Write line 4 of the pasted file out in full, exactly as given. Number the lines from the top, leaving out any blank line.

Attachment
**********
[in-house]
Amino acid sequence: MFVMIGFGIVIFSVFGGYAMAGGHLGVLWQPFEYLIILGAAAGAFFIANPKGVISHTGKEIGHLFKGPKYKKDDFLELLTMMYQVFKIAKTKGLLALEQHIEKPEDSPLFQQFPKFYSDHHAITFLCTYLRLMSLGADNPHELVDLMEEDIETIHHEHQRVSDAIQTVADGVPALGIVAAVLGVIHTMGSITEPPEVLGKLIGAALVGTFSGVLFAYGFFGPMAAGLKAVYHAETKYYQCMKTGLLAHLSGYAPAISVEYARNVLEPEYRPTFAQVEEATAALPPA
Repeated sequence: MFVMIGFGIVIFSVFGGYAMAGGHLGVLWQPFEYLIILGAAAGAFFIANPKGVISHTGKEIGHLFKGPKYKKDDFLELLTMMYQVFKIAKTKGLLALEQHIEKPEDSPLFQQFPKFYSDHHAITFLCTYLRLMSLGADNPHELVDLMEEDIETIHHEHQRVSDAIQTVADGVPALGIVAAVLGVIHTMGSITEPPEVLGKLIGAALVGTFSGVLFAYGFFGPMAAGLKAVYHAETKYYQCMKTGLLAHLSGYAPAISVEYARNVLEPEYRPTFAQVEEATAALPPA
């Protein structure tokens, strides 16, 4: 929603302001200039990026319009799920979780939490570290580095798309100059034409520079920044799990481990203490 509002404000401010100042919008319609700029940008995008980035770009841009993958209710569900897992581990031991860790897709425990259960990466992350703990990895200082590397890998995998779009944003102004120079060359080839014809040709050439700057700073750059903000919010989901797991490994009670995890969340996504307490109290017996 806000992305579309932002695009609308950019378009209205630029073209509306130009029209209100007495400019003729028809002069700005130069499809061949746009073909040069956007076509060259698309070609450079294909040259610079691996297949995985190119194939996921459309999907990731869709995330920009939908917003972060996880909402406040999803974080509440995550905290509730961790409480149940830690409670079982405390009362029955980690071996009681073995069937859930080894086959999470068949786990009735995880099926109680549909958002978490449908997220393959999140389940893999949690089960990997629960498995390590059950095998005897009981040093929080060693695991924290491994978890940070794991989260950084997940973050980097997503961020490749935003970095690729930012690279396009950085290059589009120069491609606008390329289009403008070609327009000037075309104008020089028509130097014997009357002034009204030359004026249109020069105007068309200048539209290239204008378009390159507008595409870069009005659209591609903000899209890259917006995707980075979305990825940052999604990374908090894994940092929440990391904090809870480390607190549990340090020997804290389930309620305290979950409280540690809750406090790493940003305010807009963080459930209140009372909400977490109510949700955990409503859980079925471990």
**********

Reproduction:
């Protein structure tokens, strides 16, 4: 929603302001200039990026319009799920979780939490570290580095798309100059034409520079920044799990481990203490 509002404000401010100042919008319609700029940008995008980035770009841009993958209710569900897992581990031991860790897709425990259960990466992350703990990895200082590397890998995998779009944003102004120079060359080839014809040709050439700057700073750059903000919010989901797991490994009670995890969340996504307490109290017996 806000992305579309932002695009609308950019378009209205630029073209509306130009029209209100007495400019003729028809002069700005130069499809061949746009073909040069956007076509060259698309070609450079294909040259610079691996297949995985190119194939996921459309999907990731869709995330920009939908917003972060996880909402406040999803974080509440995550905290509730961790409480149940830690409670079982405390009362029955980690071996009681073995069937859930080894086959999470068949786990009735995880099926109680549909958002978490449908997220393959999140389940893999949690089960990997629960498995390590059950095998005897009981040093929080060693695991924290491994978890940070794991989260950084997940973050980097997503961020490749935003970095690729930012690279396009950085290059589009120069491609606008390329289009403008070609327009000037075309104008020089028509130097014997009357002034009204030359004026249109020069105007068309200048539209290239204008378009390159507008595409870069009005659209591609903000899209890259917006995707980075979305990825940052999604990374908090894994940092929440990391904090809870480390607190549990340090020997804290389930309620305290979950409280540690809750406090790493940003305010807009963080459930209140009372909400977490109510949700955990409503859980079925471990």